What is the best way in your opinion to create these kind of environments?
It depends on how much the camera moves, the type of lighting and how much photographic source material you can dig up. The one thing we always do however is to roughly block everything out in 3D using Maya, just using standard primitives to make sure everything from that point on is being done in the right scale and perspective. From there it’s either a 2D matte painting based on the 3D scene blocking, a 2.5D projection of a matte painting or, if the camera moves a lot or we just happen to have the 3D assets available, a 3D rendering.

A great car chase happens. How did you approach this sequence?
Looking at the old city maps we defined individual streets that they could have been driving on and tried to create digital representations of these streets. The first step for every shot was always the LiDAR scan of the shooting location. We would matchmove the camera and align it to the LiDAR geometry and for some shots we also matchmoved the cars using their respective scans. Using this basic scene layout we’d go in and decide on how wide the street should be, where the sidewalks would go, set up digital streetlights where the practical lights were on set and position buildings from our library. For some shots we’d rotoscope the cars and actors completely. This would give us a first pass very fast and we were able to base all following decisions on this render.



During the car chase, the camera moves from a wide shot to close-ups on the cars. How did you create this really cool shot?
All of this was decided while editing – so there was nothing specifically shot for this. Guy and his editor James Herbert had the feeling that the chase needed this first beat to establish the setup of the chase. We received plates of the close-ups with the actors driving the cars. After matching the cameras of the close-ups we made a quick postvis of the wide shot and the timing for the transitions. Richard went out and shot a plate of the real cars doing just that in front of a black screen lit with streetlight type lighting. After matchmoving cars and camera of the re-shoot we decided to go full-CG on the wide using the object tracks of the cars as a starting point for animation. That way we were more flexible with our virtual camera when flying in and out of the close-ups. The re-shoot footage was the best reference for reflections and color values we could have ever wished for. But having everything rendered in one pass made the lighting more consistent.


Can you tell us more about the shooting of this car chase?
Most of the actual chase was shot in the Chatham shipyard. We had a long strip of road where stunts could execute all the things seen in the previs. We knew the backgrounds would have to be replaced completely – you just don’t find red brick that much in Berlin and if you do it has a different pattern to it. We didn’t bother to put up a greenscreen either because it would have polluted our lighting with green spill and when shooting cars it’s especially useful to not have greenscreen reflecting all over their surfaces. The art department built some road construction for when Ilya get’s stuck with his car. But for the rest of the action we didn’t really bother – it would have been an insane amount of work to dress a total of 7.5 miles of road as Berlin and we had to replace the buildings already anyway. For some shots we ended up replacing the cars completely with their digital counterparts. For one beat Guy just wanted to detach the rigged cars – and we figured it would be easier to go full-CG than to massage the plates. It’s hard to cheat perspective on cars in a super close-up – so sticking with the object tracks and camera move of the original plate but just slightly changing whatever Guy wanted to have changed had us end up instantaneously with something that looked and felt right in terms of animation, lighting and perspective.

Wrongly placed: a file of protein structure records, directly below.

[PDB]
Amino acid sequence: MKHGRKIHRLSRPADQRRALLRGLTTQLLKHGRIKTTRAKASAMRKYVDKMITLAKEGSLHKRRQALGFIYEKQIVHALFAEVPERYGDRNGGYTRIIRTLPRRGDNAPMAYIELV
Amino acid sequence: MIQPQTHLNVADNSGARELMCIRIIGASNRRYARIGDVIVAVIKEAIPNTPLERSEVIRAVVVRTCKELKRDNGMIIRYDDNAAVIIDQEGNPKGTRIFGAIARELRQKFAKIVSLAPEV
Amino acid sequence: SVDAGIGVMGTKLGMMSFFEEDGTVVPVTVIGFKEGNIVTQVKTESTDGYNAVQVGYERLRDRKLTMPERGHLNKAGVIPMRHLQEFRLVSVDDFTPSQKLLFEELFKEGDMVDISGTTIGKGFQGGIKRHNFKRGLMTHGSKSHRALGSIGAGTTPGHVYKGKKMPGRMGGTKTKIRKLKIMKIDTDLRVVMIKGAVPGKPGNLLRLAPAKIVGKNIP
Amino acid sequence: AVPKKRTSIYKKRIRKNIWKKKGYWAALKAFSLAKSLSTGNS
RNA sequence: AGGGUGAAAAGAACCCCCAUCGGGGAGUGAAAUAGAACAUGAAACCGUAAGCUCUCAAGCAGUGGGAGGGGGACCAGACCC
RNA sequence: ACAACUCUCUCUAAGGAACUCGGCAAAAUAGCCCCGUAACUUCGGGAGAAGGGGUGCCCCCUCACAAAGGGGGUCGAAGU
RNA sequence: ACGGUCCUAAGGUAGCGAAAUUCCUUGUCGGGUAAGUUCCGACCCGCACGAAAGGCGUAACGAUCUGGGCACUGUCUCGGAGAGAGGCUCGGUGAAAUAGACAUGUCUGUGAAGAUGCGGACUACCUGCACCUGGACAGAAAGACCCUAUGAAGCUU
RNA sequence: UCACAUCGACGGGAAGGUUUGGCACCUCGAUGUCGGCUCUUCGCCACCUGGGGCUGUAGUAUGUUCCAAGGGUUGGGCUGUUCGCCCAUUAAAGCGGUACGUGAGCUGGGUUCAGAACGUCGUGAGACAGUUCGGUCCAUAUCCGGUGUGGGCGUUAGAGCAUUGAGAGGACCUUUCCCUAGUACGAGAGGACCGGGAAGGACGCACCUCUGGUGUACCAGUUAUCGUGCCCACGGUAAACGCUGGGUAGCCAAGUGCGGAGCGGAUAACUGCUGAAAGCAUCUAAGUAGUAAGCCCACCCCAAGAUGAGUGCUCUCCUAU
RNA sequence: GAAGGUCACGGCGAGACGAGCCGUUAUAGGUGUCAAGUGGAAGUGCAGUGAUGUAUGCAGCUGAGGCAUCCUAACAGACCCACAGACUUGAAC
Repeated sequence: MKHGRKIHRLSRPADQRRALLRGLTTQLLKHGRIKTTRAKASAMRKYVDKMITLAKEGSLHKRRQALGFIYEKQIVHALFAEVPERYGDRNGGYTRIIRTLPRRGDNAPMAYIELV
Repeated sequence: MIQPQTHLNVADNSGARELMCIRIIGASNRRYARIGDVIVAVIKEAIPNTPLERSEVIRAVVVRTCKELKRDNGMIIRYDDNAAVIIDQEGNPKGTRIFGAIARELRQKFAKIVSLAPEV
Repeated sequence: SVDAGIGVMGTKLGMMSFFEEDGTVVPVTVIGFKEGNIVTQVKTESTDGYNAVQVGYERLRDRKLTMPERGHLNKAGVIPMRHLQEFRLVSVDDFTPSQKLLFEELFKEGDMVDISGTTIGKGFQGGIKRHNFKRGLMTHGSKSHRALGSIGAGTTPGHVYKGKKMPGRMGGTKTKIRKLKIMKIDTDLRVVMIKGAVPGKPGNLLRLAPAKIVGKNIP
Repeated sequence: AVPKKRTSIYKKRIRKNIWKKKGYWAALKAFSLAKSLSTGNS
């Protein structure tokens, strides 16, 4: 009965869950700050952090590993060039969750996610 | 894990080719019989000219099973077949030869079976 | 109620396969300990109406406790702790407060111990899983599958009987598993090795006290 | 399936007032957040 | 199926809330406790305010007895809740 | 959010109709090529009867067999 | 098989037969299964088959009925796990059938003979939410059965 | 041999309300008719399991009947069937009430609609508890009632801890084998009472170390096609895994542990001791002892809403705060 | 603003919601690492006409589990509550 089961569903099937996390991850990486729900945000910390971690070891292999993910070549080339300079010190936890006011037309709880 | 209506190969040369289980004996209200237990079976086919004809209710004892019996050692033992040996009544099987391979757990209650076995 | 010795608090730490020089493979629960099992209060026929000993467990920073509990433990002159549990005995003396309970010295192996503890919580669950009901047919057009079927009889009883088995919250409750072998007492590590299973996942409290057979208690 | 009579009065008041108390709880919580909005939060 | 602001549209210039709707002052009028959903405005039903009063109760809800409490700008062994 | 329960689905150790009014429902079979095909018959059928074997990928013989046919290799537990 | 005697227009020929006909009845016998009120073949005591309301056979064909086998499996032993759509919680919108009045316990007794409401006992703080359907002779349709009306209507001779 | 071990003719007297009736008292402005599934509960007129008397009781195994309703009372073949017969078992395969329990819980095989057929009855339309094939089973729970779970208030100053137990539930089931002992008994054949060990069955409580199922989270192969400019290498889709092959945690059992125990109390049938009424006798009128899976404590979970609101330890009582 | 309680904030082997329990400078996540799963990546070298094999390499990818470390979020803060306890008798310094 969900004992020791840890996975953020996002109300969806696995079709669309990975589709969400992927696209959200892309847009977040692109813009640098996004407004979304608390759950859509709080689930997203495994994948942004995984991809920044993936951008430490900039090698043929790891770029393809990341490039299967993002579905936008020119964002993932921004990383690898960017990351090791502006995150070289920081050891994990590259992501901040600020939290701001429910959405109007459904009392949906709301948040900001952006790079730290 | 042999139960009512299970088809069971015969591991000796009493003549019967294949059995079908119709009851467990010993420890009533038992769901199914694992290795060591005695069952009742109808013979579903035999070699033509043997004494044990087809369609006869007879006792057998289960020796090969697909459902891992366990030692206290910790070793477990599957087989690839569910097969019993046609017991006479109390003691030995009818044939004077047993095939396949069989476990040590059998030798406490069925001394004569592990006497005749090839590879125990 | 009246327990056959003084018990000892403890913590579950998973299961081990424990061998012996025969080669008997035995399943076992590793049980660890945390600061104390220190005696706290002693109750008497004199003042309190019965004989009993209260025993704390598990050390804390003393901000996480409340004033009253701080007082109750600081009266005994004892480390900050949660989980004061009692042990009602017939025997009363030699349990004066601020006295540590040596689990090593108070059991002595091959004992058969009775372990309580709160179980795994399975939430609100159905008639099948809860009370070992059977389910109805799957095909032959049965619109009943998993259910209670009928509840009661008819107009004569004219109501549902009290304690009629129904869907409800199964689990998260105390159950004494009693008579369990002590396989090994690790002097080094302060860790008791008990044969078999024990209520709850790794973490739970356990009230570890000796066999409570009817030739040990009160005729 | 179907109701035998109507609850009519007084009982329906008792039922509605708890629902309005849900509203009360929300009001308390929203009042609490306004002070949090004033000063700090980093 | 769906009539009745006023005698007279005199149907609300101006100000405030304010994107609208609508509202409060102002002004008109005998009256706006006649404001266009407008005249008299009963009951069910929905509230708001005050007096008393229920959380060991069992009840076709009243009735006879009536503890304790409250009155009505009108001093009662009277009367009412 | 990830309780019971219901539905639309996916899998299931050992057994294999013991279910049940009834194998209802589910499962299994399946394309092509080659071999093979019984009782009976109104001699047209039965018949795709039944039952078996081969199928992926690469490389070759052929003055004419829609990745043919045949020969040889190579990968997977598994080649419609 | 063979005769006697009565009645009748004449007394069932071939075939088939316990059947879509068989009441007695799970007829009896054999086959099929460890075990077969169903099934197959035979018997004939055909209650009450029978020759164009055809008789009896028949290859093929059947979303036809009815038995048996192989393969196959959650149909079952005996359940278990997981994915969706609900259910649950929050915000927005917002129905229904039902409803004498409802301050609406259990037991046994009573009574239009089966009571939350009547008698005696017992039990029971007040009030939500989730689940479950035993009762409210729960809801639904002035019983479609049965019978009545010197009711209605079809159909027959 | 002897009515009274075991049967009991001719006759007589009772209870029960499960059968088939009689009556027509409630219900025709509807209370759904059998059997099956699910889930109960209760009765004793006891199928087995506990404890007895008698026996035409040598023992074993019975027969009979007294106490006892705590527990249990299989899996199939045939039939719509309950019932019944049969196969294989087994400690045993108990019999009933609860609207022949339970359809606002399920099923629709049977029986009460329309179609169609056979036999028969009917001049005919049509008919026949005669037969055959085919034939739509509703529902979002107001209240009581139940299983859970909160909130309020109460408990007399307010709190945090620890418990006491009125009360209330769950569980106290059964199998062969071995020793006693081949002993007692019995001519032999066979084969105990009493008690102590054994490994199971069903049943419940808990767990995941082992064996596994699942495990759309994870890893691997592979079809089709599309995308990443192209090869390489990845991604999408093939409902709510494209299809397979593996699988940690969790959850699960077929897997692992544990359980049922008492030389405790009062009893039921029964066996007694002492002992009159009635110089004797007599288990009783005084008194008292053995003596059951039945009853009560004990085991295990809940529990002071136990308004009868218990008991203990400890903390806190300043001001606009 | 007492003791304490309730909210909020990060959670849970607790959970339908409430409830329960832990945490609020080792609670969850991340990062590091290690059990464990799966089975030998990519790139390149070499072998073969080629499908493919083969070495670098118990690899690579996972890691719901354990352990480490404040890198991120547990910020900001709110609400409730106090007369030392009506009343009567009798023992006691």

The rest of the chase was shot at Greenwich’s Naval College – which was historically German architect Karl-Friedrich Schinkel’s inspiration for the “Gendarmen Markt” in Berlin’s Mitte district. So basically it was also our inspiration for turning the Naval College into “Gendarmen Markt” by swapping out background buildings for the “Berliner Dom”, the “Schauspielhaus” behind scaffolding and by changing some details here and there.


One of the car ends stuck between two buildings. Can you explain this shot in detail?
There was a practical build for this on the backlot in Leavesden. The car was rigged to roll down a roller coaster type track and to get stuck between the walls of a partial set build. When Guy saw the footage he had the feeling that the car felt too much as if it was rolling down a track (which it did, of course) and that it was lacking the feel of a jumping car in mid-flight. We replicated the entire shot as one big full-CG setup including a Houdini sim for the car breaking the walls of the buildings. Again – the huge advantage of having a Houdini Mantra rendering pipeline is that it let us use the dust and debris of the breaking building to occlude the headlights of the car, casting nice shadows and causing beautiful volumetric effects. That also gave us the chance to move our camera further back, go wider and to add the Berlin Wall with barbwire in the foreground establishing that they got stuck so very close to their goal. The rest of the sequence is still as it was shot with the partial build so our shot had to blend right in.